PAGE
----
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10 Years Later, California Still Reviewing Pesticide That Kills Bees

Holding a bee with tweezers in a UCSD laboratory on Feb. 26, 2018.

Photo by Matthew Bowler

Above: Holding a bee with tweezers in a UCSD laboratory on Feb. 26, 2018.

Warren Treisman was fascinated by the bees he kept in a backyard beehive of his Del Cerro home. The hive rested against a fence on the west side of his backyard, behind a Jacuzzi. Intrigued by his sister’s attempts to keep a hive in a much colder climate back east, Treisman set up his own colony and began harvesting honey.

”Usually, you just watch them and see that the activity is normal and everything’s OK,” Treisman said.

He grew accustomed to the activity the hive brought to his yard.

But a check of the hive in February revealed everything was not normal. He noticed dead bees on the ground. A lot of dead bees.

“It’s just devastating to see all those bees on the ground, dead or dying,” Treisman said.

Thousands of the bees littered the ground near the hive. Occasionally, a bee would stumble out of the hive and fall dying to the ground. Treisman doesn’t know what wiped out the colony because toxicology tests cost about $1,000 for a single bee, but he thinks it is unlikely that parasites or a disease are responsible.

The hive was wiped out quickly and that raised a red flag for University of California San Diego Biological Sciences Researcher James Nieh.

Reported by Matthew Bowler

Researchers link common insecticide to bee deaths

“If it was something that occurred within 24 hours where suddenly you had hundreds or even thousands of bees dying. It does suggest there was a chemical basis for it,” Nieh said.

One widely-used insecticide class known as neonicotinoids has been increasingly linked to bee deaths.

Large companies like Syngenta and Bayer began selling products like Merit, Venom and Cruiser in the mid-1990s. They are effective and widely used in agriculture and by consumers.

“We have them in our gardens,” Nieh said.

“They’re used to treat grass. To treat the plants that we plant in our plant beds. They’re in our homes. Some of them are actually used as flea medications for dogs and cats,” Neih said.

The product can be sprayed on plants, injected into the soil or even be used to treat a seed.

“So what you can literally do is put a small amount on a seed. Plant the seed. Water it. It turns into a big plant and every cell in that plant has a tiny amount of that insecticide,” Nieh said.

That means neonicotinoids can live in a neighborhood as long as the treated plant is alive.

And while the dose in each cell is small, thousands of forager bees can pick up the chemical and bring it back to the hive. It can accumulate there until it reaches a critical level.

Fellow UC San Diego Researcher Simone Tosi has worked with Nieh to document the impact of neonicotinoids on bees.

In the lab, he leaned over a small clear box hoping to grab a bee with a pair of tweezers.

“So now is the difficult part in which I need to capture her,” Tosi said.

Tosi has glued a plastic tube onto the bee’s back so he can put the insect on a special harness.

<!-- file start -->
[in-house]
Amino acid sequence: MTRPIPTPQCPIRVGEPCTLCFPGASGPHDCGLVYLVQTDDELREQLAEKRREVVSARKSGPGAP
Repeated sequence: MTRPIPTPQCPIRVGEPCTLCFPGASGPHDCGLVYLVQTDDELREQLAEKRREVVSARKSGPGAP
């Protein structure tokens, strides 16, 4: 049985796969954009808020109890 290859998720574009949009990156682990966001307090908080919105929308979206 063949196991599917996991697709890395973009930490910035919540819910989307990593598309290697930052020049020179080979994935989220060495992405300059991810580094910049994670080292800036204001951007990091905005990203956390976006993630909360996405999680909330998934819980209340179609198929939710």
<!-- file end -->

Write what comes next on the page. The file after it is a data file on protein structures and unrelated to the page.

“And then I put the bee like that. This happens. It starts flying,” Tosi said.

The little bee velodrome, which looks a bit like a round hat box, allows researchers to measure speed, strength and endurance while controlling the environment. Controlling the variables is the key.

“Because bees can visit very wide areas around a colony, and you don’t know where is she going. What is she feeding on? And basically, a colony can visit millions of flowers per day,” Tosi said.

Insecticide hurts bees and can kill them

The neonicotinoids are less toxic to bees than what came before, Tosi said, but there are significant sublethal effects. The insecticide can impair flying and hurt the bee’s ability to find the hive. It can also accumulate to toxic levels inside a hive.

“Pesticides do not discriminate between good and bad insects. So they would kill the bad insects, the pests. But they would also kill the bees or cause negative effects on bees. Because those bees eat parts of the plant,” Tosi said.

Photo by Matthew Bowler

Dead bees litter the ground at a Del Cerro home on Feb. 26, 2018.

California Regulators still reviewing

The California Department of Pesticide Regulation began reviewing the insecticide in 2009 after getting a number of reports linked to ornamental plants.

“Does it really affect bees or does it really affect pollinators is the question that we raised,” said Mary Lou Verder Carlos, the chief science advisor and assistant director for the Department of Pesticide Regulation.

Regulators are working with industry and agriculture to determine if usage rules need to be changed.

“We’re thinking may reduce the amounts of pesticides that can be used at certain times. Of course, they still have to be effective, even if you reduce the rates. And then, it could be that they will be strictly applied only at nighttime. Will not be applied during bloom at all,” said Verder Carlos.

State officials will conclude their review of neonicotinoids this summer, more than a decade after deciding that there were enough concerns about these insecticides to look closely at how they are used.

It remains to be seen if the review will change how the chemicals are used, now that there is definitive proof that they hurt bees.

Warren Treisman was fascinated by the bees he kept in a backyard beehive of his Del Cerro home. The hive rested against a fence on the west side of his backyard, behind a Jacuzzi. Intrigued by his sister’s attempts to keep a hive in a much colder climate back east, Treisman set up his own colony and began harvesting honey

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